#1 Understand that there are different types of goals
Often times a main goal of sport is to win. This is fine, but it means that there is a loser as well. This on its own is not bad, but if these outcome goals are the only goals that kids are focused on, there may be challenges.
No one can control the outcome of a game or a situation. We can only control ourselves: our effort, our frame of mind, our energy, etc.
Encourage your kids to set performance-based goals such as getting to the ball more quickly than last game, or giving 100% effort in practice.
Not only are these types of goals in your child’s control, but they also allow the child to see that with focused intention, change can be made. Maybe they still lose the game, but they will see their skill level improve.
This helps to support the growth mindset. You can also highlight after the game that despite the loss, they’re much quicker, sharper or focused in the game and that’s great to see. Remember to give positive feedback to the attainment of performance goals.
#2 Encourage intrinsic motivation
Just as there are different types of goals, there are different ways we can be motivated.
Individuals are motivated not just by extrinsic factors like winning, trophies, money, or positive feedback, but also by intrinsic factors such as enjoyment and improvement.
You can probably see where I’m going with this. When we, as parents, only motivate with extrinsic factors, we run the risk of further developing the fixed mindset: you either get the trophy or you don’t; if you don’t, you must not have been good enough.
On the other hand, if we help kids develop intrinsic motivation, they are more likely to persevere in hard situations, enjoy themselves more and be less concerned with how others are doing.
We can support intrinsic motivation by asking questions such as “What did you enjoy about today?” or “What did you learn at practice?” These questions take the emphasis off competition and highlight intrinsic factors of motivation.
#3 Highlight traits rather than outcome
This is similar to the first point about goals except we shift the focus now to personality traits. Not just in sport, but in life situations that are competitive, we can only control ourselves and our effort. Hopefully the end result then takes care of itself.
Regardless of the outcome, help your kids see the qualities (as well as the growth in those qualities) such as staying focused, being gritty or managing their time well both on and off the field that helped them be successful.
Two points to keep in mind: again, success isn’t just winning. It could be performing better than they did the previous week, or not giving up when they hit a rough patch.
Secondly, we do want to give positive feedback, which is an extrinsic motivator, with the goal in mind that kids internalize this and learn to do this for themselves eventually.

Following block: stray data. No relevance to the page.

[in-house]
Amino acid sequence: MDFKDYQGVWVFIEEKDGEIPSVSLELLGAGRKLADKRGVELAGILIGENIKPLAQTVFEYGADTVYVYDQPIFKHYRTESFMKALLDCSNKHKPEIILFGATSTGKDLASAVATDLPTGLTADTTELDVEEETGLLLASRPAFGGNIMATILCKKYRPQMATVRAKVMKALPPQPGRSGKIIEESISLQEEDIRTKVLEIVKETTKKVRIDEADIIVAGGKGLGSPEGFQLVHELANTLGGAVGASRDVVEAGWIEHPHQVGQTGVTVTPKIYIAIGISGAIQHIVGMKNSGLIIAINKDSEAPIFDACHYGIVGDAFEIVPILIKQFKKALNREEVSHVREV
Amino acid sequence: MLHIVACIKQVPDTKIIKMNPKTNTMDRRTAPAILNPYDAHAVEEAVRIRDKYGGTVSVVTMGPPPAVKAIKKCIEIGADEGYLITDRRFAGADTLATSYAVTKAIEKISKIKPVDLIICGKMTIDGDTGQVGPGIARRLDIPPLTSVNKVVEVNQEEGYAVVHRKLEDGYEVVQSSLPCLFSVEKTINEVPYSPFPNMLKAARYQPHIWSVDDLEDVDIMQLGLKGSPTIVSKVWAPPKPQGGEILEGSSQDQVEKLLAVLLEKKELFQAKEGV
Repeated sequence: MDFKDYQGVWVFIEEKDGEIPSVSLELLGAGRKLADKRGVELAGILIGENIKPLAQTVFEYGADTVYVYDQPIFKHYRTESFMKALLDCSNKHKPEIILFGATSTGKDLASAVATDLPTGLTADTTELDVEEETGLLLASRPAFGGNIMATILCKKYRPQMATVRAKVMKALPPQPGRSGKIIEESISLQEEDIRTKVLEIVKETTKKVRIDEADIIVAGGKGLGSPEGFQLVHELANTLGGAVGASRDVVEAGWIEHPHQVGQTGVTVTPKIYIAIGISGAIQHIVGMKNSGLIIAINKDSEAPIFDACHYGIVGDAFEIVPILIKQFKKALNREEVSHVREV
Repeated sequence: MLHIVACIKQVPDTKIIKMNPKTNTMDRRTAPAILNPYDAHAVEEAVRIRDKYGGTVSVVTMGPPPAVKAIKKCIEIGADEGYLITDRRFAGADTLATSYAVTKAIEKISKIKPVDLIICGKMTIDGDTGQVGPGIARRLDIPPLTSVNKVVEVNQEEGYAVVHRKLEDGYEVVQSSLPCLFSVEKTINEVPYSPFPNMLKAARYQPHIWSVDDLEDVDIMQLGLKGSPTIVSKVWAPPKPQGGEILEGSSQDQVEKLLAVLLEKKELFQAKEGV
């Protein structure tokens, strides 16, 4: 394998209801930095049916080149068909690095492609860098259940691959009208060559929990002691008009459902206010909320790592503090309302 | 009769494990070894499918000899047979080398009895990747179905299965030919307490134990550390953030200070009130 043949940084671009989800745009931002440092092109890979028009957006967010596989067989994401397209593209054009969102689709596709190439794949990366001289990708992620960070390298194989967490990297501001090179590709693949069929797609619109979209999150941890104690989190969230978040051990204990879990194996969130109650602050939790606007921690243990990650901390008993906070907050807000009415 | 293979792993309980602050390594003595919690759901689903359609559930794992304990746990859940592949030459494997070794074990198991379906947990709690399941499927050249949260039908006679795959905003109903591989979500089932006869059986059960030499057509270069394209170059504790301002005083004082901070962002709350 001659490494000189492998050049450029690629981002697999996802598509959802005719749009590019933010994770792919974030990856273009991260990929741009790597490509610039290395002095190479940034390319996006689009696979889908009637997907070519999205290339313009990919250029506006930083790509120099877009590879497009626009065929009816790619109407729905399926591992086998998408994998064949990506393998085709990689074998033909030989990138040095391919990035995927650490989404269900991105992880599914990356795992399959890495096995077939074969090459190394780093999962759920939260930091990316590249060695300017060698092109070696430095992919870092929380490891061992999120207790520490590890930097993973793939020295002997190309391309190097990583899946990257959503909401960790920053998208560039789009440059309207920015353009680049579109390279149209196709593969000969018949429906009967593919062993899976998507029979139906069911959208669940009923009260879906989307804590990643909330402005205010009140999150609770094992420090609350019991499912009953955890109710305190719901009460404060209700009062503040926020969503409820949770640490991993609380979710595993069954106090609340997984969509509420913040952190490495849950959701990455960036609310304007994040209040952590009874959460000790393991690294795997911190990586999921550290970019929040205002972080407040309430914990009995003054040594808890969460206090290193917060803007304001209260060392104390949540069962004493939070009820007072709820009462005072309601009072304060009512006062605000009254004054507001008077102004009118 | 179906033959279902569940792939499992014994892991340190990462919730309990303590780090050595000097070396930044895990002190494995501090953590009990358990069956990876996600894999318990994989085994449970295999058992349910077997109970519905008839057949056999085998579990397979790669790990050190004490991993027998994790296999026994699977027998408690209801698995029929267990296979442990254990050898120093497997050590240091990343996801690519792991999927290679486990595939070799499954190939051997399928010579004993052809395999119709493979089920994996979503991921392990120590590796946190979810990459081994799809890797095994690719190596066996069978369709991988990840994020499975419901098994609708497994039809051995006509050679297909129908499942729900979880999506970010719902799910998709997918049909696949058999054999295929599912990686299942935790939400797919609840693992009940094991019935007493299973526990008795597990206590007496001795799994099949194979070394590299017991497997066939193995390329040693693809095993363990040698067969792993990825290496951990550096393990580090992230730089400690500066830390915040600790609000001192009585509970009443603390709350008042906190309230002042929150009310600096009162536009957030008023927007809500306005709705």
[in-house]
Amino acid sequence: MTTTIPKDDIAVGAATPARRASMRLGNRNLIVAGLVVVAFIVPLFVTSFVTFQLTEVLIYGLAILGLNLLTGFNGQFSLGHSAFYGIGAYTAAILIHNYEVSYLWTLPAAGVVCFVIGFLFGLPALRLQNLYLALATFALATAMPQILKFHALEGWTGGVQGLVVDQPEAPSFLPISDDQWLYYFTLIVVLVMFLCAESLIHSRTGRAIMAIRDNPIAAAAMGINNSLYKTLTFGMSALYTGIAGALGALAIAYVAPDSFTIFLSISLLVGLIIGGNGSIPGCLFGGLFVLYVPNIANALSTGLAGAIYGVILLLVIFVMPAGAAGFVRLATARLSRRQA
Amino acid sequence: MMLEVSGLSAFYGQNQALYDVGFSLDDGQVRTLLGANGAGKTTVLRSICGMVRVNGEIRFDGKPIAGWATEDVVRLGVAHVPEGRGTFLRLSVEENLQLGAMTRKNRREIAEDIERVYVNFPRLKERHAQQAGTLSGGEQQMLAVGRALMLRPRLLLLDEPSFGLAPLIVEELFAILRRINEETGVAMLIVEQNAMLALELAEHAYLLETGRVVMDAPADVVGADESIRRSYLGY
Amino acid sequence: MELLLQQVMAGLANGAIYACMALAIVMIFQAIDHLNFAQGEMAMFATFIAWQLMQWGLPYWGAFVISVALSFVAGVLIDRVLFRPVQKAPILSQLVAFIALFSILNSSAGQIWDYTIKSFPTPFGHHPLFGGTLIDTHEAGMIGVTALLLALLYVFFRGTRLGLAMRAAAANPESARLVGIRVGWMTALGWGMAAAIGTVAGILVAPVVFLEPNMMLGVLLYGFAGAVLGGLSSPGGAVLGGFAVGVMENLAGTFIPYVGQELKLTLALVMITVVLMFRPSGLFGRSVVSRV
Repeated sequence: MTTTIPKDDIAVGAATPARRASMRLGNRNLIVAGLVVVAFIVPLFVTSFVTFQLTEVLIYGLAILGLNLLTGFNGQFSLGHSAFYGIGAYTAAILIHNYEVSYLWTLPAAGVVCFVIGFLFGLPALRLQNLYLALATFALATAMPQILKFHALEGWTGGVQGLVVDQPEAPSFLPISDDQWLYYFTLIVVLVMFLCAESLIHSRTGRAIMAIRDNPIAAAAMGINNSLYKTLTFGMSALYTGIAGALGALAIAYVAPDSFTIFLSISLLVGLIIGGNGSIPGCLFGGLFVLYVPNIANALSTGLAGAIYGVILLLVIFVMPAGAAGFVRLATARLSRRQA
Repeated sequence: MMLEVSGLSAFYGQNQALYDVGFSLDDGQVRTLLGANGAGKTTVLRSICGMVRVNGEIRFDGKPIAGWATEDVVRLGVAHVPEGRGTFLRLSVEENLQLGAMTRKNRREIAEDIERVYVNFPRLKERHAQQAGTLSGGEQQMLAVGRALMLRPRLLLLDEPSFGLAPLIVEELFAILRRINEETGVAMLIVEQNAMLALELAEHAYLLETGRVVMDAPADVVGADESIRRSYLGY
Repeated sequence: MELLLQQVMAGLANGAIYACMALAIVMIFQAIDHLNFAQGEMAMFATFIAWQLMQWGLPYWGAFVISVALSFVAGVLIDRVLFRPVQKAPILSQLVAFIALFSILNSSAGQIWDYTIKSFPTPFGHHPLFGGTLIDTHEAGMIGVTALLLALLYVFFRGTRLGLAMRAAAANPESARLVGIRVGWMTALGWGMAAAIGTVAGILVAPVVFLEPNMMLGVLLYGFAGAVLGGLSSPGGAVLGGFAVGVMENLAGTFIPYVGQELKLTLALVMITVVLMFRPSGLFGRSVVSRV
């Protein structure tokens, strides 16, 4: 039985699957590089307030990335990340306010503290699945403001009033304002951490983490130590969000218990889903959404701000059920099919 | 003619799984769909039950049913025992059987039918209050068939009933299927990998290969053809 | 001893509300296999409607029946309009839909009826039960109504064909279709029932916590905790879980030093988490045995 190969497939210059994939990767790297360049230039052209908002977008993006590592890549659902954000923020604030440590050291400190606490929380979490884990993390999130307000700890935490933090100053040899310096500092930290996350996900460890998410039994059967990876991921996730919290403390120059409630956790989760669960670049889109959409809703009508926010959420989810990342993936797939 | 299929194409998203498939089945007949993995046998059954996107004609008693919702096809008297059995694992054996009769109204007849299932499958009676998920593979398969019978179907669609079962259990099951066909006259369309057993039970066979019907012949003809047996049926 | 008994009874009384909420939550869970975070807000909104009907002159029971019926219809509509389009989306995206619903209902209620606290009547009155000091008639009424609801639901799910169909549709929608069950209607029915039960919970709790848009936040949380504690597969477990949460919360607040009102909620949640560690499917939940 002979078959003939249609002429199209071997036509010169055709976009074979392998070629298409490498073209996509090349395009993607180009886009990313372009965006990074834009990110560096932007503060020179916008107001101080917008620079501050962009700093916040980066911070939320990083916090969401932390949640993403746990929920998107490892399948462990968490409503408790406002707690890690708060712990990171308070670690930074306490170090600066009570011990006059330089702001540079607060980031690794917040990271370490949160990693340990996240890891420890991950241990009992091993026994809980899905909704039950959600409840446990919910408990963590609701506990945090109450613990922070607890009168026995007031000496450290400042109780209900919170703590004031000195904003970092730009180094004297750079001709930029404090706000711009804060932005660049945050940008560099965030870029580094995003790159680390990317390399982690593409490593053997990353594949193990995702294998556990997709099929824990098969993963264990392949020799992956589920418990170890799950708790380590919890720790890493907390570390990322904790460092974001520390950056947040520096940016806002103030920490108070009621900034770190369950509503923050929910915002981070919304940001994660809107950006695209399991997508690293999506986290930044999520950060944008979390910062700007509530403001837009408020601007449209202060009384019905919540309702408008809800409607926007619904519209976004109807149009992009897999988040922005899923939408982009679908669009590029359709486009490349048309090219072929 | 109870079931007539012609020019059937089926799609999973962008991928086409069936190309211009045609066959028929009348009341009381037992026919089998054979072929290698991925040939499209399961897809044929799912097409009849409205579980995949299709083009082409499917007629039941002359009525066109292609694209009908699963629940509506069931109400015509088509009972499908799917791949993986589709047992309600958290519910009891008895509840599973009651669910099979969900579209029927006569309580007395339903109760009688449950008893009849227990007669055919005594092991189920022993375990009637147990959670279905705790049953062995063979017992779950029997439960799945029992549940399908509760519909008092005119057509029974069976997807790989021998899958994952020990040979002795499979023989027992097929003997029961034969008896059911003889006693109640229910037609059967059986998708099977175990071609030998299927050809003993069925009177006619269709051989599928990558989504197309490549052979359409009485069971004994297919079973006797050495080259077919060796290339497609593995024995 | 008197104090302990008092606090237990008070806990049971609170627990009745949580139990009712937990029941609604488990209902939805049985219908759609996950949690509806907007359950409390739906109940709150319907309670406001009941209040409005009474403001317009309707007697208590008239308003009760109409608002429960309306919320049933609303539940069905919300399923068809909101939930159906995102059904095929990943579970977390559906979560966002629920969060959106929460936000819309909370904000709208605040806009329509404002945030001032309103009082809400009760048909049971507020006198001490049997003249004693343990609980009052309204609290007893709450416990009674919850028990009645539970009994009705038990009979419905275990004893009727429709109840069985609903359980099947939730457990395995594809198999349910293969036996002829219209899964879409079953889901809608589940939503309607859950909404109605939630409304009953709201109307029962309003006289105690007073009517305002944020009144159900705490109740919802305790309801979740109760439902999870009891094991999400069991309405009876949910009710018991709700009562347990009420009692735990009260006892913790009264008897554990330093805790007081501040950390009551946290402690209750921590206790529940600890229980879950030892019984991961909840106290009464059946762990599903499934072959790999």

This way, when they are beat by an opponent or don’t get the job they want, they can reflect on their skills and level of effort while realizing that they can make changes for next time.
The 2-Minute Action Plan for Fine Parents
As parents, what we say carries so much weight. While it’s okay to encourage competitiveness, we also want to be aware of the message that we sent.
For our two-minute action, let’s try this. When your kids are successful, what do you normally say?
Remember that when we use language such as “Wow, you are better than that team!,” it seems positive, but it also can suggest that not only are they are better today, but they have to always be better, and this can be hard to maintain. This type of feedback helps to support the fixed mindset.
Instead, try something like “Wow- you all worked so hard out there today; no wonder you came out on top!” (The caveat is that if the team had much better skill and didn’t have to try too hard, your child will see right through this, in which case go with something like “Wow, you guys are working hard to keep your skill level up!”).
By helping our kids see their effort, growth, an ability to make change, we support the development of a growth mindset.
The Ongoing Action Plan for Fine Parents
You’ve probably heard the saying “More is caught than is taught,” meaning that our kids pick up so much from our actions and reactions, not just what we try to teach them. For ourselves as parents, we need to try our best to show that we have a growth rather than a fixed mindset.
If you’re helping your child with math, find it hard (or impossible) and say “Ugh! I just don’t get it- I’ve always been terrible at math!” you’re suggesting several things to your child: 1) You aren’t good at this. 2) You’ve always been bad and will continue to be (indirectly conveying that math is a fixed skill as opposed to something that can be practiced and mastered). 3) If you’re bad and can’t change then they may be stuck like this too. Instead, try “Man, this is hard! Let’s see if we can figure this out.”
We want to not only practice what we preach in obvious and direct ways, but in subtler ways as well. Remember that just because you’ve always been poor at time management, or struggled with keeping a clean house (that one may be my own example!), you can improve. When your kids see you working hard to make changes in your habits, skills, and ways of thinking, they realize that they can do this too, and you help them learn about the growth-mindset without being obvious.
Aren’t those the best ways to teach lessons anyway?